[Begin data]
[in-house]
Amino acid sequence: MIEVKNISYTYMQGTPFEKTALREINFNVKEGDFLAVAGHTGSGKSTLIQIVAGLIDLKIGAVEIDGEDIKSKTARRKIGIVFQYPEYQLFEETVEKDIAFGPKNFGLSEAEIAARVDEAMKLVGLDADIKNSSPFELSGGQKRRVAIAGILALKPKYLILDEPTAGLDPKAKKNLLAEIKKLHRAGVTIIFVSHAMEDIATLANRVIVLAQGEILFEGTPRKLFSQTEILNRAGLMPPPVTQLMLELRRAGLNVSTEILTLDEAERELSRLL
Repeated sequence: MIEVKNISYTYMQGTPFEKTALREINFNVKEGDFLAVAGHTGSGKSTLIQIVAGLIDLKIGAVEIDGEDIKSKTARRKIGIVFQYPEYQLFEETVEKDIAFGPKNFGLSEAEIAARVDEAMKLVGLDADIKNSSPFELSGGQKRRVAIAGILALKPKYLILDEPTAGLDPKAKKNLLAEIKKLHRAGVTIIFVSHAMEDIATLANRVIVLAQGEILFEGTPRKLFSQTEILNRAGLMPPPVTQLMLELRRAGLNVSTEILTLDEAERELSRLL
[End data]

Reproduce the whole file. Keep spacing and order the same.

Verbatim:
[in-house]
Amino acid sequence: MIEVKNISYTYMQGTPFEKTALREINFNVKEGDFLAVAGHTGSGKSTLIQIVAGLIDLKIGAVEIDGEDIKSKTARRKIGIVFQYPEYQLFEETVEKDIAFGPKNFGLSEAEIAARVDEAMKLVGLDADIKNSSPFELSGGQKRRVAIAGILALKPKYLILDEPTAGLDPKAKKNLLAEIKKLHRAGVTIIFVSHAMEDIATLANRVIVLAQGEILFEGTPRKLFSQTEILNRAGLMPPPVTQLMLELRRAGLNVSTEILTLDEAERELSRLL
Repeated sequence: MIEVKNISYTYMQGTPFEKTALREINFNVKEGDFLAVAGHTGSGKSTLIQIVAGLIDLKIGAVEIDGEDIKSKTARRKIGIVFQYPEYQLFEETVEKDIAFGPKNFGLSEAEIAARVDEAMKLVGLDADIKNSSPFELSGGQKRRVAIAGILALKPKYLILDEPTAGLDPKAKKNLLAEIKKLHRAGVTIIFVSHAMEDIATLANRVIVLAQGEILFEGTPRKLFSQTEILNRAGLMPPPVTQLMLELRRAGLNVSTEILTLDEAERELSRLL